The New Year is an exciting time. Whether you’re beginning a new semester, formulating resolutions, or just enjoying the feeling of a fresh start, this is a moment to think about our past and the future, our bodies and our minds. In light of this, we’re spending this edition on workplace wellness.
At PLASTARC, we’re big advocates of enabling employees to work when, where, and how they want. When workers have greater authority to manage their environment, they exhibit more ownership over their work, interact with their colleagues in more diverse and constructive ways, and, yes, focus more readily on their wellbeing. This autonomy drives better health and fitness choices during the workday. In addition, job autonomy has been positively related to self-fulfillment, organizational commitment, and increased flexibility.
Why is worker wellness such a big deal for employers? Well, aside from wanting to be seen as engaged and interested managers, informed employers know that wellness yields performance. In fact, an active body is quite literally an active mind: our brains process information differently when we’re in motion versus when we’re still. Movement leads directly to increased attention and memory, and other wins for both employee and employer.
That all sounds great, right? So how can employers go about offering increased flexibility—and, by extension, increased wellness—to their employees? We dig deeper below.
ABW: these three little letters stand for the revolutionary office use typology activity based working, which eschews dedicated desks and seats for each employee in favor of diverse activity areas suited for different tasks. Depending on whether your next hour of work will entail a sensitive phone call, a group discussion, or some focused writing, you could choose between heading to a private phone booth, a cafe-type meeting area, or a standing desk. Sound refreshing? ABW is our phrase *du mois*, but it’s also been our *modus operandi* for years. Originally a Dutch concept, ABW has suffered frequent misinterpretation in the US, where its propensity to save companies space (and therefore money) has often overshadowed its founding goals of engendering employee productivity and satisfaction. If you think you've heard this one before, you're right. The social-centric economic structures of Europe have brought us many fresh workplace ideas, including the German-born Bürolandschaft concept, which intended to bring more organic desk groupings and elements of privacy to assembly line-style open offices with identical desks—but instead wound up spawning the now dreaded cubicle. While we wouldn’t assert that the myriad goals ABW promises are reachable overnight, or that they can be gained through anything less than a complete commitment to understanding and reshaping organizational culture as well as physical space, they are very achievable and very real. We know because we’ve been committed to helping organizations understand the connections between workplace and wellness for years. Some recent hightlights below... We are proud to have brought the topic of wellness at work to the NYC design community in the early spring of 2015, when Melissa Marsh moderated a panel discussion about Delos Living’s WELL building standard at a packed International Interior Design Association (IIDA) forum. This was fully six months before the WELL partnership with the USGBC was announced at Greenbuild, and before Delos won the 2014 CoreNet Global Innovator’s Award (PLASTARC was on the jury). A bit more recently, we were thrilled to host our friends at the Center for Active Design (CFAD) at a summer social event we organized in 2016. CFAD celebrated their 10th anniversary with the launch of Fitwel, a certification that uses 60 low-cost, high-impact strategies like location lighting, circulation, and workstation design to achieve healthier workplaces. Back at WorkTech 2015 West Coast, Melissa presented The Quantified Workplace: Applications & Opportunities, about how new workplace tech tools for self-quantification are allowing us fresh perspectives on, and greater awareness of, our health and habits. In a Tradeline article last October, Melissa spoke about using social data in new ways: in addition to business promotion, she said, user feedback on everything from workplace snack offerings to office temperature can be harnessed to make better planning decisions.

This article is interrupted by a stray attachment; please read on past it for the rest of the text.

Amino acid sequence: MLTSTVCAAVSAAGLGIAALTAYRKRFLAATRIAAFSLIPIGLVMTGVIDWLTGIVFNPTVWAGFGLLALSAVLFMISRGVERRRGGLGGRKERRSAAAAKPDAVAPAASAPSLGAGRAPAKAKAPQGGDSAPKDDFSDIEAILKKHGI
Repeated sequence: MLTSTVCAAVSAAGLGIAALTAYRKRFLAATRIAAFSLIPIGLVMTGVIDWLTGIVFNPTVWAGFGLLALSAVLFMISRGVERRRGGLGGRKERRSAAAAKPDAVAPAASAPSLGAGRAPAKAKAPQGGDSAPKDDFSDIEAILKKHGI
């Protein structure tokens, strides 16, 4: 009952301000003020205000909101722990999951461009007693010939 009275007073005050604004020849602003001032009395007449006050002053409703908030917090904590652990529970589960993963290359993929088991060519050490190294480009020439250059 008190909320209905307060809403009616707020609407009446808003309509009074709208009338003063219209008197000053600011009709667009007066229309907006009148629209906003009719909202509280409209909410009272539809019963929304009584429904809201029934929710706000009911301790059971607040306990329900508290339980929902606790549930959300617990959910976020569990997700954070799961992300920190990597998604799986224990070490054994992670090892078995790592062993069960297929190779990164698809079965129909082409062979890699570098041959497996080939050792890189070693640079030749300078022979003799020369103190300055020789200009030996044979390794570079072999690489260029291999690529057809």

Last month’s energetic Disrupt event focused on the ability of good workplace design to enable healthier and happier employees and customers.
This December program highlighted fabulous projects that successfully integrate social science with both the built environment and the business of architecture.
We were thrilled to take part in the first international RGCS Symposium, "Work and Workplace Transformations: Between Communities, Doing, and Entrepreneurship," in Paris in December.
Also last month, we joined this two-day convening of leading international building technology and workplace wellbeing experts in discussions about the future of where and how we work.
Events—whether attending, organizing, or presenting—are essential to PLASTARC. We see these as opportunities for our team to learn and grow; meanwhile, we get a chance to spread the word about the importance of workplaces that work for people. Our calendar for the next few weeks includes...
Melissa Marsh (M.Arch ‘04) is co-hosting this New Year 2.0 event in late January for MIT alums to connect and discuss new work.